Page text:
By ROGER HANNIGAN GILSON
The Cement Graveyard is located in East Kingston, which is a bit of a misnomer, since East Kingston is actually North of central Kingston. It’s also a bit of a misnomer to say the Cement Graveyard is ‘in’ East Kingston, since the Cement Graveyard isn’t ‘in’ anywhere but the woods. I parked on Railroad Avenue and walked the mile and a half down John Street to get there. There were houses on the sides of the road at first, but both the houses and the road petered away until I was on a dirt path in the middle of the forest.
The forest opened up into a wide, stone-carpeted field. I walked around a large mound of the stone and saw the first structure—a broad, two-story brick building.
The area around the building was strewn liberally with garbage. Spray-paint cans, multi-colored shotgun shells, dusty bottles of Aquafina, sun-fissured truck tires, bits of shattered-glass crystal, rakes, shovels, day-glo paint bottles, disused tools, car parts, threadbare couches, a refrigerator. A TurkDuckHen.
Yes, there was a hen stuffed inside a duck stuffed inside a turkey laying on the ground. I know it was precisely this because its box was right next to it, telling me so. The TurkDuckHen was still marinating in its past-prime juices inside a vacuum-sealed bag.
People often talk about how we’re destroying nature. The folly of thinking this way is it separates us from nature, as though we’re the only thing in the universe that isn’t connected to everything else. The sentence should really read, ‘People often talk about how we’re destroying ourselves.’ We’re changing nature, that’s for sure, but don’t worry…it’ll be fine. WE won’t, of course. But that’s a separate issue.
My initial reaction to the TurkDuckHen was, ‘Well, that’s a waste of food.’ THAT sentence should read ‘that’s a waste of a person’s food.’ Don’t worry, some enterprising young ant will make its way through the plastic soon.
Everything gets recycled eventually, whether it’s an ant getting a meal or a guy who loves abandoned places writing stories about them.
I decided to leave the interior of the brick building for later and headed deeper into the field. A giant quarry, hundreds of feet wide opened up on my left. Then I could see the towers sticking above the trees.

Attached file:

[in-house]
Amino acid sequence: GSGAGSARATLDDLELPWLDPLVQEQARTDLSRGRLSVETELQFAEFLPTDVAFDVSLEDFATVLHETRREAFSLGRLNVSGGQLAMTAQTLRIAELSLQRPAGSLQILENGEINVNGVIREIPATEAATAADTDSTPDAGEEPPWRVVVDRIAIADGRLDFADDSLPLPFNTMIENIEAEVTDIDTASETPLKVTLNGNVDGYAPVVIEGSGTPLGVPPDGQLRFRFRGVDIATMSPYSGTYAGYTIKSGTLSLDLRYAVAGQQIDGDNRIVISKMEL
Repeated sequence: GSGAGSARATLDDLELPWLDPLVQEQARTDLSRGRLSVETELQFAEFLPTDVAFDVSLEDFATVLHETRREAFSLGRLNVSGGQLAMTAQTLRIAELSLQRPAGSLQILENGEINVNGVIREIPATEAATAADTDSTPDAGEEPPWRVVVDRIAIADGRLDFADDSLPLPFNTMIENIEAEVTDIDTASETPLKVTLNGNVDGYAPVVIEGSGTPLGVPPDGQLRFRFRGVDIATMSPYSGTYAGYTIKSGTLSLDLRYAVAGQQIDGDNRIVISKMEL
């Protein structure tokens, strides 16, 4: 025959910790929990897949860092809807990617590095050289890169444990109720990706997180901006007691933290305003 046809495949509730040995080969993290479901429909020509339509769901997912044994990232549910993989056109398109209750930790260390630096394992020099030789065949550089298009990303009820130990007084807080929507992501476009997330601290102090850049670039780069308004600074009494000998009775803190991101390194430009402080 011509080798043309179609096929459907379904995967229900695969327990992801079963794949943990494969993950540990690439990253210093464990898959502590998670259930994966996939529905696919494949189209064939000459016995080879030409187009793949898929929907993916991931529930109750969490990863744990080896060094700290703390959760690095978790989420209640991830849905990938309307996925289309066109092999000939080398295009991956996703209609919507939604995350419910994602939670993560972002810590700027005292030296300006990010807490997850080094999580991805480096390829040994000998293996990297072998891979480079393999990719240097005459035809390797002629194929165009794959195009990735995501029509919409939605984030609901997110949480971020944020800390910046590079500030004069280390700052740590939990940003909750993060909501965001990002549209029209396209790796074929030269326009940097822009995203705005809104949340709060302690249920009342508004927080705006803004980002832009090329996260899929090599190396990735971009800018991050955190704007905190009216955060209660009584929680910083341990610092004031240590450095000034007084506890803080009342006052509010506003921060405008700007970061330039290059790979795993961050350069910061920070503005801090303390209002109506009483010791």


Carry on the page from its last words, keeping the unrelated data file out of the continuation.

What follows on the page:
I entered the small doors at the base of the towers.
The taps at the base of the silos were still dripping with water. It looked like stalactites would soon start forming.
These silos are the skeletons of the great Hudson River Cement Works. The area made its name in the 19th century as one of the largest cement fabrication centers in North America, as seven large mining operations and associated plants spat out world-renowned product on the West bank of the Hudson. Hudson River Cement mined the lime for the cement in Rosendale, then shipped it ten miles north to East Kingston, using rail lines and the Delaware and Hudson Canal. The second component to cement—clay—was mined there, and the components were mixed and processed into the final product, which was then loaded onto boats in the Hudson. Rosendale Cement—the general term for cement from this area—built the base of the Statue of Liberty, the Brooklyn Bridge, Federal Hall in New York City and one of the wings of the United States Capitol. The industry fell into decline in the early 1900s, and, like most of the industry north of Westchester County, remains that way.
Behind the silos, there existed the skeletons of structures. It looked like they had been stripped by multiple generations of scrappers.
And, like any good abandoned place, it had its share of graffiti.
I walked back to the original brick building. There were two guys of about twenty sitting in their Corolla with the doors open. One of them was examining something carefully in the sunlight.
“Hey,” I said disarmingly, not wanting to mess with whatever the hell they were doing out here.
“Yo,” they said back, not wanting to mess with whatever the hell I was doing.
I heard them pull away as I rounded the back of the building. There was a large hole in the brick, and I hopped in.
The floor was soft under my feet from the collapsed plaster. I leapt back out the hole onto firmer ground and passed the TurkDuckHen on my my back to the car.
EDITOR'S NOTE: This story first appeared in 2014 on The Other Hudson Valley.
Roger Hannigan Gilson is a writer and newspaper reporter who has lived in the Hudson Valley since the age of twenty, which he rather likes. He enjoys hip-hop, abandoned buildings and struggling to find a way to combine these two passions. He is voting for Trump just to piss you off. Follow him on Twitter @HanniganGilson.